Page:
(Literary Masterpieces, Critical Compilation)

In Rose Tremain’s hypnotic portrayal of seventeenth century Denmark, the royal orchestra is obliged to perform in a freezing wine cellar. In 1629, as his political and personal life move inextricably toward disaster, the corpulent King Christian IV, with “a face like a loaf” and “who compulsively weighs the same pieces of silver over and over,” employs music to bring order to his tumultuous court, financially in ruin after the Thirty Years’ War. In his attempt to gain financial footing, King Christian, contemporaneous with Elizabeth I and James I and a relative of Charles I of England, jumps from one flawed scheme to another: a silver mine, a whale fleet, and even a bargain to pawn Iceland. Music soothes his soul and musical perfection becomes his obsession. In this effort, his multinational musicians play in a cold dark cellar directly underneath his cozy vinterstue, where he takes his meals, for the inimitable effect with which the sound rises into the music room through specially designed ducts. The king’s mad obsession with his much younger wife, Kirsten, continues unabated despite her flagrant adulterous affairs. Indeed, he will overlook her behavior even after she becomes pregnant with her lover’s child, if only she will once again give herself to him. The king also finds himself at odds with his own mother, Queen Sofie, who hoards gold in her wine casks in Elsinore behind her son’s back instead of bailing him out financially. In addition, King Christian finds himself obsessively tormented by memories of boyhood and his sudden ascension to the throne and, in particular, the memory of his Frederiksborg boyhood friend Bror Brorson. Full of rage, and in fear for his life, the king finds himself in dire need of a friendly companion.

Meanwhile, the defiant, self-indulgent royal consort, Kirsten, who detests music, experiences strikingly similar manic emotions. In her “private papers,” she records her sexual exploits with Count Otto Ludwig of Satin in deviant detail. Sadomasochistic sexual behavior colors this lustful, all-consuming relationship, and Kirsten weaves “Beautiful Plans” to rid herself of her husband and dominate her lover. In addition, she plots to seduce a pair of teenage African slave boys presented to her as a gift. A cold, self-centered woman, she completely disregards her children. A strong believer in “absence of luxury” for anyone but herself, she keeps her ladies-in-waiting in icy, dark rooms. At odds with her husband, and not sure of Count Otto’s intentions, she, like the King, requires a confidant.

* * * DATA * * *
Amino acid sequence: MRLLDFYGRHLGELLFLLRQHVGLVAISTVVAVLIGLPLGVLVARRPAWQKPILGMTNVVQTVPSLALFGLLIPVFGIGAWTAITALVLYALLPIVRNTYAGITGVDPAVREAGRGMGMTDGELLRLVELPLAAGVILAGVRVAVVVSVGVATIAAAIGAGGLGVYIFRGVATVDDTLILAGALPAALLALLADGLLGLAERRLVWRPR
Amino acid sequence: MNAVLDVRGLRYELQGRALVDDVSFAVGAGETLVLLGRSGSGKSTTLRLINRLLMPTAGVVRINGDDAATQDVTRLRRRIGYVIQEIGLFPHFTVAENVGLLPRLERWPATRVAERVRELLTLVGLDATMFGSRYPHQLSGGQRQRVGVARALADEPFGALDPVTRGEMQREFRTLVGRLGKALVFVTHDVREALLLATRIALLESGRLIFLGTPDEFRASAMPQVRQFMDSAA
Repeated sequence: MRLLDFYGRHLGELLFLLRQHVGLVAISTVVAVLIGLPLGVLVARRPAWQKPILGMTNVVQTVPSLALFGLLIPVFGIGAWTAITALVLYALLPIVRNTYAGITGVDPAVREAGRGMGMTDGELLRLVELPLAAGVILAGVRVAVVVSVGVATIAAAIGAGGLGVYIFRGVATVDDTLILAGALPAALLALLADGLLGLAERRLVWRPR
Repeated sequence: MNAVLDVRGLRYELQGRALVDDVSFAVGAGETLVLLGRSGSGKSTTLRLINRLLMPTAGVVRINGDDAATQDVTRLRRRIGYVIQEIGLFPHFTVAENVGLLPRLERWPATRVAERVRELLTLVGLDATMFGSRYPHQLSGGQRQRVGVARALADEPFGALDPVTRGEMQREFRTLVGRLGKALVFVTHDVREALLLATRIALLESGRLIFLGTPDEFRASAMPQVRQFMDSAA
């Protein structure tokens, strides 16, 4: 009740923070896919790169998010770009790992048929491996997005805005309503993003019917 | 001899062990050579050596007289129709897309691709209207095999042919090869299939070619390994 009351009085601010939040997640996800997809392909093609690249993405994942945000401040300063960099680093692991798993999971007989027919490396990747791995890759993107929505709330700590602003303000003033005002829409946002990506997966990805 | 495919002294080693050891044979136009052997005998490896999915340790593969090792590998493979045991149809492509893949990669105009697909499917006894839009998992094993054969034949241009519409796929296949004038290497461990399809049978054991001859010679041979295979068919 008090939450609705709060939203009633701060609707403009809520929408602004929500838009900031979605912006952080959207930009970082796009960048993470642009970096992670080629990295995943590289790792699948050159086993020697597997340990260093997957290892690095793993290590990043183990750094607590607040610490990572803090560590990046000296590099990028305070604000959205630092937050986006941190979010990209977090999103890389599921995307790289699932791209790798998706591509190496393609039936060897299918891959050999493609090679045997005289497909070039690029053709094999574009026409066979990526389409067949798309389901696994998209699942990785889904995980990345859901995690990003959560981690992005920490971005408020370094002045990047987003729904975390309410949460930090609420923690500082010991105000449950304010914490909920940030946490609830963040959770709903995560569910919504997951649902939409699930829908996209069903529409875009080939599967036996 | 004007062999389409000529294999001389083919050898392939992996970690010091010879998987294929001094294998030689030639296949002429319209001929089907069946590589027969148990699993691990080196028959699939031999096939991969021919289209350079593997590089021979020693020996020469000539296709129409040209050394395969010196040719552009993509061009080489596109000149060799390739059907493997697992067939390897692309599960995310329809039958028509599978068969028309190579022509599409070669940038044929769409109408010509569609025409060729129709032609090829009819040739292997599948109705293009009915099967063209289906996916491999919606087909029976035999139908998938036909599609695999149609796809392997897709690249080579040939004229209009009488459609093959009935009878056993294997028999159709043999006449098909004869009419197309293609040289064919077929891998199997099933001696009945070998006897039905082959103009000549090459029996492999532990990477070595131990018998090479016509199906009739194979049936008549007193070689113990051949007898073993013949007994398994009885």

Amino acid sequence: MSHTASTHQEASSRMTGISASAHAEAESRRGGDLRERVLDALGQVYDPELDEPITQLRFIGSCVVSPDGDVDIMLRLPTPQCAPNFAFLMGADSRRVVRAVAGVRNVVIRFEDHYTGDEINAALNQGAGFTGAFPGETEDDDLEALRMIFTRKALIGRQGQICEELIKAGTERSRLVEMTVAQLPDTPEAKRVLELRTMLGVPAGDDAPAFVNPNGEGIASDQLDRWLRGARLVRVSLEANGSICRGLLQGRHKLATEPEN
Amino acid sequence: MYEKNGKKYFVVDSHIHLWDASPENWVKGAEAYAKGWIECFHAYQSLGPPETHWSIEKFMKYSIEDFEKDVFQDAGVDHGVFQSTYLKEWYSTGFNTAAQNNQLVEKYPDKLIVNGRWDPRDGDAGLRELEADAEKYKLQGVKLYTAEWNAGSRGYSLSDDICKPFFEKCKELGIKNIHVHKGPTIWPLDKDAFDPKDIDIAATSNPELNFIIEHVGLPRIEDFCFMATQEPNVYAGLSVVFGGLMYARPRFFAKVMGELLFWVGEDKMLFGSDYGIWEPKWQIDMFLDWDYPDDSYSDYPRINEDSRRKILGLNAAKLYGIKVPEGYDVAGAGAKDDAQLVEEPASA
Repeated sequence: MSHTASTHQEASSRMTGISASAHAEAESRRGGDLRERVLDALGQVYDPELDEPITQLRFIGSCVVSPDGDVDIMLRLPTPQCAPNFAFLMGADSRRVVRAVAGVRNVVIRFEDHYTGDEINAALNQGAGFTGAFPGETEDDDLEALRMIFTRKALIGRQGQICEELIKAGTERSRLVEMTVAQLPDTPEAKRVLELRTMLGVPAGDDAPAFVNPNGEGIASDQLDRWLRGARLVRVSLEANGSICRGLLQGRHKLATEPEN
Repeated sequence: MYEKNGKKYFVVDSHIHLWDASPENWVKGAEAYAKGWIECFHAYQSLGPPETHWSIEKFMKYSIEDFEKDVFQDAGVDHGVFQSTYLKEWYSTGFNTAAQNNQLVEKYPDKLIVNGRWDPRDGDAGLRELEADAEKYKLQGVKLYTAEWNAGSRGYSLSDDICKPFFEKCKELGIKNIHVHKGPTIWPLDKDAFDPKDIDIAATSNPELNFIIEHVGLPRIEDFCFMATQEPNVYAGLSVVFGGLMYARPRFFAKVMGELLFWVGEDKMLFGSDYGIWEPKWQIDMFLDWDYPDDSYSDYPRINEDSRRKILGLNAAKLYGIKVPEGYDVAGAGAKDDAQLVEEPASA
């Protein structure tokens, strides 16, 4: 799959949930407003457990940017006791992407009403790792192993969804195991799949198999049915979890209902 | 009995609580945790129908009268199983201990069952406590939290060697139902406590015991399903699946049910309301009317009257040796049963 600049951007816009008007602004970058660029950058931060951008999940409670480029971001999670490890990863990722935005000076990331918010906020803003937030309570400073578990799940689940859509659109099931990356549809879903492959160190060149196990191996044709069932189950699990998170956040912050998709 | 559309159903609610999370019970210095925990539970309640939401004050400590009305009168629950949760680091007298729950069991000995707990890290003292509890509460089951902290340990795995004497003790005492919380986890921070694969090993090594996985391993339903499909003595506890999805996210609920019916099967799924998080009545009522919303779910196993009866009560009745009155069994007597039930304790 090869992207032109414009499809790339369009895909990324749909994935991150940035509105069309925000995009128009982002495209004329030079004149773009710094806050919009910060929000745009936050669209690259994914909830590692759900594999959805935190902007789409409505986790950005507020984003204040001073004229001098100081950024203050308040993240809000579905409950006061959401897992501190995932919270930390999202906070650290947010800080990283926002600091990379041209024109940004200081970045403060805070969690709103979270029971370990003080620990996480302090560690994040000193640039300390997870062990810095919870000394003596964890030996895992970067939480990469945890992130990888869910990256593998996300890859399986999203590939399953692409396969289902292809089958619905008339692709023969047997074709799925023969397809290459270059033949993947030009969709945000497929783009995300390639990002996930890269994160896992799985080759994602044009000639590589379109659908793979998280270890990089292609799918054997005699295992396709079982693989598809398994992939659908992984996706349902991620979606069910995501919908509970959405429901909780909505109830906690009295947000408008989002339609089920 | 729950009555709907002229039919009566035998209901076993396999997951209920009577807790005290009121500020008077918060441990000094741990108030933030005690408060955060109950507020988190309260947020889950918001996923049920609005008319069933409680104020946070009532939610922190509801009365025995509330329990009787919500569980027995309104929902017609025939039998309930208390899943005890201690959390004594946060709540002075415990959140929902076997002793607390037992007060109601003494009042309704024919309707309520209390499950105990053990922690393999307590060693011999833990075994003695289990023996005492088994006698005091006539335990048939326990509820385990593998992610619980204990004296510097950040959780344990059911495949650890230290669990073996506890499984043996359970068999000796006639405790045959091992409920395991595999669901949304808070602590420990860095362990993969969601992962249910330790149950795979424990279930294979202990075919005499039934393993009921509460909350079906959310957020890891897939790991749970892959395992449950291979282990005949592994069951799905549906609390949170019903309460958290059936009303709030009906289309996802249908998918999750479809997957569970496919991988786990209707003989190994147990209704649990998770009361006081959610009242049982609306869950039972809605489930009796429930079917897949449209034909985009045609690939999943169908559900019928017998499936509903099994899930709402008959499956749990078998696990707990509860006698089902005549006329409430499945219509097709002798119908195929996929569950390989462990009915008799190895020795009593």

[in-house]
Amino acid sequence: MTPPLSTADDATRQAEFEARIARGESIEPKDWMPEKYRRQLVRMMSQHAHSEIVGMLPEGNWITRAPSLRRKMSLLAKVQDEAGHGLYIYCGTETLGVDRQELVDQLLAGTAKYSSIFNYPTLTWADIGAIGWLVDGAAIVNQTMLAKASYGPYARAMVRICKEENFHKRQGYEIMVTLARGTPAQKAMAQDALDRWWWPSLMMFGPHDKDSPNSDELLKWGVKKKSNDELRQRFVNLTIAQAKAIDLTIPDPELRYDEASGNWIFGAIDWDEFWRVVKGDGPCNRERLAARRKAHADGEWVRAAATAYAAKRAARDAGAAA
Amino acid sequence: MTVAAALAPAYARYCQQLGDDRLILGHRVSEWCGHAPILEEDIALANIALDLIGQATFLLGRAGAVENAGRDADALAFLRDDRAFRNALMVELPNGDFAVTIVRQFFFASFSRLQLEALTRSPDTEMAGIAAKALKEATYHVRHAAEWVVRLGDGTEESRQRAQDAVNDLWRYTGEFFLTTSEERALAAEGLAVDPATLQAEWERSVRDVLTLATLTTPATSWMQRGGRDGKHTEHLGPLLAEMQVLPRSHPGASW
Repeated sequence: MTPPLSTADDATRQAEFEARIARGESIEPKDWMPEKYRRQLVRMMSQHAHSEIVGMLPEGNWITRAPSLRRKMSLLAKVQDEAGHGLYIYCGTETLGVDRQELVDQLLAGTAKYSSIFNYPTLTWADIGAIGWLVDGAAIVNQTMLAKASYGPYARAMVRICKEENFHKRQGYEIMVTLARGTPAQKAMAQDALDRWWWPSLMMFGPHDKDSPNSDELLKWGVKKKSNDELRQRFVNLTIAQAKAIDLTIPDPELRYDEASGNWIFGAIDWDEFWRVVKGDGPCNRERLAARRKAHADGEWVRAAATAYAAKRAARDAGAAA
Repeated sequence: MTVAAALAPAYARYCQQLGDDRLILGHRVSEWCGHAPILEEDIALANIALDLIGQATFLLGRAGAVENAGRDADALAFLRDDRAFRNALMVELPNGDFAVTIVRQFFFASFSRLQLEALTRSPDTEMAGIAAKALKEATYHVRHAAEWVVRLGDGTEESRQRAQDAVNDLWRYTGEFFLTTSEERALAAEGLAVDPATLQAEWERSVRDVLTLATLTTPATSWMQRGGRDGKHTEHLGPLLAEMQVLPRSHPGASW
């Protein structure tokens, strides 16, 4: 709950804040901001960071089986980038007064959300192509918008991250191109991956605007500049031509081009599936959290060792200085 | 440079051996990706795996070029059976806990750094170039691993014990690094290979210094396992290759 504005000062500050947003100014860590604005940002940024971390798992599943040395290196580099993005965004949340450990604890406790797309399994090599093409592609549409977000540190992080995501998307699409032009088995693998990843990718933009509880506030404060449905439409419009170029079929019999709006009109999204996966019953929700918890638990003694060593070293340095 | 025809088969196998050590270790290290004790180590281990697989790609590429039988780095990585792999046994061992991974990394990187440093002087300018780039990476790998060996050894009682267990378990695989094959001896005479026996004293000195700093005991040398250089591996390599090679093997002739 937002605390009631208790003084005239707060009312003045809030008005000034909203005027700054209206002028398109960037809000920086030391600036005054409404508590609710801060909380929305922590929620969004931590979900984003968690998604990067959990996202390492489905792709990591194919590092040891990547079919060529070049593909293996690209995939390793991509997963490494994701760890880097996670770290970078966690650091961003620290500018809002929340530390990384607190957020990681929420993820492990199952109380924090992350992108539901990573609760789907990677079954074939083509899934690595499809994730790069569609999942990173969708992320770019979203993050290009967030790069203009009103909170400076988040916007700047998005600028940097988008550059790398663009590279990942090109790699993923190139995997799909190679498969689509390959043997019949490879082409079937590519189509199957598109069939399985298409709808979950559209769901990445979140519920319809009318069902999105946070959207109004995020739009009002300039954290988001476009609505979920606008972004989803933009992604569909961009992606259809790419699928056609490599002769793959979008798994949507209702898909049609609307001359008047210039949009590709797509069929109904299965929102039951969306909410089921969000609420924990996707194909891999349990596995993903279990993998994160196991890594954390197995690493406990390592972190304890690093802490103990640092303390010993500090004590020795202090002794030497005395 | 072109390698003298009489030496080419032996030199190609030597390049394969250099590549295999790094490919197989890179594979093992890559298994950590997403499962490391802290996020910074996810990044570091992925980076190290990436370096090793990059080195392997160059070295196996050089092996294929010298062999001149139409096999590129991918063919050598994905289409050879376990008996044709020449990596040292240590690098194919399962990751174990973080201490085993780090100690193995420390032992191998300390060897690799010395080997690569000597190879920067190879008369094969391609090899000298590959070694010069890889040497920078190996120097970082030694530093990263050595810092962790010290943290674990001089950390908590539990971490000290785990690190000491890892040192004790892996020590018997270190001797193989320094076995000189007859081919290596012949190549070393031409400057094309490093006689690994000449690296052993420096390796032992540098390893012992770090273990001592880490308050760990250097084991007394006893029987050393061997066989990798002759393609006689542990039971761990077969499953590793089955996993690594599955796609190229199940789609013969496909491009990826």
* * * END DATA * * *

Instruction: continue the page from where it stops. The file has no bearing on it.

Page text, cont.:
Within a short time of each other, two personages arrive at this wildly dysfunctional Danish court: Peter Claire, the sublimely handsome blue-eyed British lutenist in the king’s underground orchestra, and the unassuming, gentle Emilia Tilsen, the newest lady-in-waiting to Kirsten.

As the newest member of the royal orchestra, Peter finds his way to the Danish court after a disappointing love affair with the Countess Francesca O’Fingal of Cloyne, Ireland. Employed by the countess to aid her deeply distressed husband in his obsession to recover an imagined heavenly piece of music, Peter finds himself deeply in love. At first, the lovers remain chaste, but eventually come to express their love physically. In light of the circumstances, Peter and the countess part. Peter also leaves behind his British family. His father, the Reverend James Wittaker Claire, dreadfully misses his son and wants once more to look upon his face to gladden his heart before he dies. He writes to his son with a job offer as choirmaster. Also, Peter’s sister Charlotte, who seems almost preternaturally attached to her brother, yearns for his return for her wedding to Sir George Middleton, an English squire.

Although initially appalled by his “imprisonment” in the dark, icy wine cellar, Peter adjusts in the company of his fellow musicians who fight against numb fingers by imagining their musical efforts as rehearsals for an ultimate grand performance in magnificent surroundings. Before long, the king senses something special in Peter’s musical ability to play the lute and summons him to play privately for his entertainment and comfort during the long, dark, Scandinavian winter evenings. After Peter manages to intelligently answer the king’s inquiries, the king comes to trust his English lutenist, and persuades him to never leave and to watch over him while he sleeps. Peter continues in his guardian angel role but finds life very lonely. His mind wanders at times to his Irish countess but only until the time he sees the royal consort’s newest lady-in-waiting picking flowers in the Rosenberg Castle’s...

(The entire section is 1905 words.)